Sunday, January 29

Purdue Pharma: New York Federal Judge Throws Out Settlement Against Sackler Family Over Opioid Crisis | Society

Bottles of the pain reliever OxyContin in a pharmacy in Provo, Utah, in April 2017.
Bottles of the pain reliever OxyContin in a pharmacy in Provo, Utah, in April 2017.George Frey (Reuters)

A federal judge in the Southern District of New York has thrown out a $ 4.5 billion settlement whereby the Sackler family, which owns Purdue Pharma, was protected from future overdose lawsuits of their flagship drug, OxyContin, the Highly addictive painkiller whose use fueled the opioid crisis that has caused more than half a million fatalities since 1999. The ruling leaves the drug’s restructuring plans pending after filing for bankruptcy, part of the agreement with thousands of Local, state and tribal administrations that had sued the company for its prominent role in the public health crisis, which has claimed 100,000 lives in the US in the last year alone.

The arduous negotiation of the agreement had taken place on September 1, when, with the approval of the bankruptcy file and the dissolution of the company, justice ended a years-long dispute against Purdue Pharma. The ruling guaranteed immunity from future lawsuits to the Sackler family, in exchange for the payment of $ 4.5 billion to the more than 3,000 plaintiffs.

Until District Judge Colleen McMahon in Manhattan ruled Thursday that the bankruptcy court did not have the legal authority to exempt the family from civil or criminal liability. McMahon noted that the ruling will likely be appealed to the US Court of Appeals for the Second Circuit by attorneys for the Sackler family. The name has been inextricably linked to the health crisis, to the point that museums such as the New York Metropolitan, or university research departments, are in the process of erasing the toxic traces of their philanthropy by removing the surname from their rooms.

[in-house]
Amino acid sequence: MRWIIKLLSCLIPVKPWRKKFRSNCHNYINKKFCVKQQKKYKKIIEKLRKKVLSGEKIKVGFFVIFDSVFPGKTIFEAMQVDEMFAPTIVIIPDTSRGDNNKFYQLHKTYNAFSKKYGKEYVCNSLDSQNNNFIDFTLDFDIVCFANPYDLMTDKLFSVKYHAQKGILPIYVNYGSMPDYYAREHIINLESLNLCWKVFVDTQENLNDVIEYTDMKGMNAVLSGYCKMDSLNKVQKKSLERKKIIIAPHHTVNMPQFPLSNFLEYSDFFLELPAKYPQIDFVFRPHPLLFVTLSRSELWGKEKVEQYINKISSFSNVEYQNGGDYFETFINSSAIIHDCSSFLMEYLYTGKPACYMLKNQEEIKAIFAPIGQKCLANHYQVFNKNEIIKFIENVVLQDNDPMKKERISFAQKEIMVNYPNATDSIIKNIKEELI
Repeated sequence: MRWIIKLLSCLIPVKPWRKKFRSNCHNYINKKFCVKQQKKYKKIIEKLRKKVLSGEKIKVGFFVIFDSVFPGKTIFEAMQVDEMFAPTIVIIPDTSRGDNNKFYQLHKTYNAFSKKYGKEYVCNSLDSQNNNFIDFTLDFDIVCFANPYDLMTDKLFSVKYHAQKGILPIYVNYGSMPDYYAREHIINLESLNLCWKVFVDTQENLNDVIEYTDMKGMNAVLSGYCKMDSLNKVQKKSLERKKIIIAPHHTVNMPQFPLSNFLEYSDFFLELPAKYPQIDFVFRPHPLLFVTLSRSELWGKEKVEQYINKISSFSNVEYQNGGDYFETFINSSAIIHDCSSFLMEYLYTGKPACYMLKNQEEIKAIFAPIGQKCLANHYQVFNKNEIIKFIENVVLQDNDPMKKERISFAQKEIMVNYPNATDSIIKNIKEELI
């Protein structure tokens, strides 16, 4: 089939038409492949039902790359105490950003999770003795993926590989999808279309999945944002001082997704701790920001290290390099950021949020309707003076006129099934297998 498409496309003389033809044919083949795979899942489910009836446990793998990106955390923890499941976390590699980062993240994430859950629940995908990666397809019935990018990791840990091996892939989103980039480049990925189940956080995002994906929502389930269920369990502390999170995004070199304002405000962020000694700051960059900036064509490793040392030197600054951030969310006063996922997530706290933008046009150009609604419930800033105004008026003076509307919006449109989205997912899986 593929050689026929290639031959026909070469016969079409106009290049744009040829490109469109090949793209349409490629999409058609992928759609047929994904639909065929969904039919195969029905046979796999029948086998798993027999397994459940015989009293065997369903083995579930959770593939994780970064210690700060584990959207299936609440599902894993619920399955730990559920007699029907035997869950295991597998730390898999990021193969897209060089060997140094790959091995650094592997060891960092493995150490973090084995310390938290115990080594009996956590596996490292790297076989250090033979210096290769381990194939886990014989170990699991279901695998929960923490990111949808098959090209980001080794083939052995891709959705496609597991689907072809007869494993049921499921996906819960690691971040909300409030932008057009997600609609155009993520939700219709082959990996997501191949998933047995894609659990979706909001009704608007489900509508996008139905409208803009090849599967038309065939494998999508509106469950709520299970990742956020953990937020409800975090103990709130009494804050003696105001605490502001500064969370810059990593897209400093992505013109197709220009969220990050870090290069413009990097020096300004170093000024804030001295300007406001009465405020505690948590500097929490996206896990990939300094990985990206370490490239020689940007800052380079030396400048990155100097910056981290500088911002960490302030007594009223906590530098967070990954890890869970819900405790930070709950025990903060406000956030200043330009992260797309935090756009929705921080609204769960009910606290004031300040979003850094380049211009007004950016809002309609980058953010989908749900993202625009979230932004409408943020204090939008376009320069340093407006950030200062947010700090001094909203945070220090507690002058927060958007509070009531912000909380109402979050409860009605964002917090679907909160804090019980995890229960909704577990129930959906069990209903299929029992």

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Purdue Pharma is not the only pharmaceutical company to be held responsible for the worst public health crisis in the United States between AIDS and the coronavirus pandemic. Other large companies, such as Johnson & Johnson, have reached private agreements with the courts to evade their action in exchange for billions of dollars. But Purdue Pharma has been the almost absolute protagonist at the hands of OxyContin, an opioid (a synthetic derivative of opium) much more addictive than morphine and whose degree of dependence the pharmacist knowingly concealed the risk posed by its consumption.

OxyContin became popular as an effective remedy for chronic pain, as the goal of the Sackler family was from the beginning to expand the market well beyond the small business niche represented by the usual prescription of morphine derivatives for cancer patients or terminal patients. . Prescribed legally and massively, with aggressive marketing campaigns, the dependence created by OxyContin led many patients to the use of illegal drugs such as fentanyl, up to 100 times more potent than morphine and which has triggered deaths from overdoses in the country.

Purdue Pharma filed for bankruptcy in 2019 to evade the offensive of thousands of lawsuits. After the September ruling that theoretically ended the dispute, the bankruptcy administrator of the Department of Justice and some dissatisfied states appealed the arrangement, considering that the Sacklers did not have the right to a safeguard that would shield them from new lawsuits because they themselves did not they had filed for bankruptcy. The Sacklers had made this protection a prerequisite in exchange for contributing $ 4.5 billion to the settlement.

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Between 2008 and 2018, the company transferred about 10 billion dollars to the accounts of different members of the Sackler family, half of which was used to pay taxes or new business investments, according to expert documents; their lawyers insist there is no evidence that they did so in anticipation of possible bankruptcy. “The big question to answer in this case is whether the bankruptcy court, or any court, is authorized by law to grant such protections,” has been the judge’s main argument for reopen a dispute that, like the crisis caused by OxyContin, threatens to become entrenched in time.

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